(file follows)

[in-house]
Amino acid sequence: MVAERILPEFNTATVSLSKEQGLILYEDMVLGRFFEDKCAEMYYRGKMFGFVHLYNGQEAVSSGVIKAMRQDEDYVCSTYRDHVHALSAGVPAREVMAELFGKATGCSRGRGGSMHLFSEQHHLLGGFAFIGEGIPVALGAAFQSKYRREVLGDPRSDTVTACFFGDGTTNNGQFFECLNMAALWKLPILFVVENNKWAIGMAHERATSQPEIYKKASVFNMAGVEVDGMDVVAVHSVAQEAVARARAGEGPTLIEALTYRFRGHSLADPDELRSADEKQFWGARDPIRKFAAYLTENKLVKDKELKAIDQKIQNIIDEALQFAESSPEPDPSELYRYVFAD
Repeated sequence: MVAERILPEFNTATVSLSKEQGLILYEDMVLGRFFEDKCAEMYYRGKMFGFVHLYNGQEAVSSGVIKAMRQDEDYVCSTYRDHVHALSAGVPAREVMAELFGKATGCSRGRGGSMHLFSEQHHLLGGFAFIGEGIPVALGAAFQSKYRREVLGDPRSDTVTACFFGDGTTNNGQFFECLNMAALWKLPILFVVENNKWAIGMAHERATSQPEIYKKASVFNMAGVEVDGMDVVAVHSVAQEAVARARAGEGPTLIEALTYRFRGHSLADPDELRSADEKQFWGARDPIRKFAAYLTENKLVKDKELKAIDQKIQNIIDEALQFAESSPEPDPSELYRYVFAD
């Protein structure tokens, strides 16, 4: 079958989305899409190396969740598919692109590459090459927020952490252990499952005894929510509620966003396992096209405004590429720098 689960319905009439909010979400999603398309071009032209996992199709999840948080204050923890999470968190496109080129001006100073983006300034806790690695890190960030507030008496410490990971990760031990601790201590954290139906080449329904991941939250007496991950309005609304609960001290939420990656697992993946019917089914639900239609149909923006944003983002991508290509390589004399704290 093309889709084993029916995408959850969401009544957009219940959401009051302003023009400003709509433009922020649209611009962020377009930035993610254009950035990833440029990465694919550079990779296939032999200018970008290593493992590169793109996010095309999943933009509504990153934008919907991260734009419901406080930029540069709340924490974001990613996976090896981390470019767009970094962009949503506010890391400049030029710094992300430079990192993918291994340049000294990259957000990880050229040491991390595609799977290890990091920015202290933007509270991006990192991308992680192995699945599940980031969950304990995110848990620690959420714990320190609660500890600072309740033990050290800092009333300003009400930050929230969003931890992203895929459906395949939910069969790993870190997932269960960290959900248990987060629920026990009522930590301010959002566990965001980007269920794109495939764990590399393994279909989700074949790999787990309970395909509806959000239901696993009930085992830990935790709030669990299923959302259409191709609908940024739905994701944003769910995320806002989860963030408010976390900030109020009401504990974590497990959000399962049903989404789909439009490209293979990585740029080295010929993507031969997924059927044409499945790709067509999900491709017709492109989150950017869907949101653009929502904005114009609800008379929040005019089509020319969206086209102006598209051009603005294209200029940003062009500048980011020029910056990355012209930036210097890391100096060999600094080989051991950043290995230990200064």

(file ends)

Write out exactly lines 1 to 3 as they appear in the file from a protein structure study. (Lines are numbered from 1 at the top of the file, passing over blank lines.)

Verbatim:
[in-house]
Amino acid sequence: MVAERILPEFNTATVSLSKEQGLILYEDMVLGRFFEDKCAEMYYRGKMFGFVHLYNGQEAVSSGVIKAMRQDEDYVCSTYRDHVHALSAGVPAREVMAELFGKATGCSRGRGGSMHLFSEQHHLLGGFAFIGEGIPVALGAAFQSKYRREVLGDPRSDTVTACFFGDGTTNNGQFFECLNMAALWKLPILFVVENNKWAIGMAHERATSQPEIYKKASVFNMAGVEVDGMDVVAVHSVAQEAVARARAGEGPTLIEALTYRFRGHSLADPDELRSADEKQFWGARDPIRKFAAYLTENKLVKDKELKAIDQKIQNIIDEALQFAESSPEPDPSELYRYVFAD
Repeated sequence: MVAERILPEFNTATVSLSKEQGLILYEDMVLGRFFEDKCAEMYYRGKMFGFVHLYNGQEAVSSGVIKAMRQDEDYVCSTYRDHVHALSAGVPAREVMAELFGKATGCSRGRGGSMHLFSEQHHLLGGFAFIGEGIPVALGAAFQSKYRREVLGDPRSDTVTACFFGDGTTNNGQFFECLNMAALWKLPILFVVENNKWAIGMAHERATSQPEIYKKASVFNMAGVEVDGMDVVAVHSVAQEAVARARAGEGPTLIEALTYRFRGHSLADPDELRSADEKQFWGARDPIRKFAAYLTENKLVKDKELKAIDQKIQNIIDEALQFAESSPEPDPSELYRYVFAD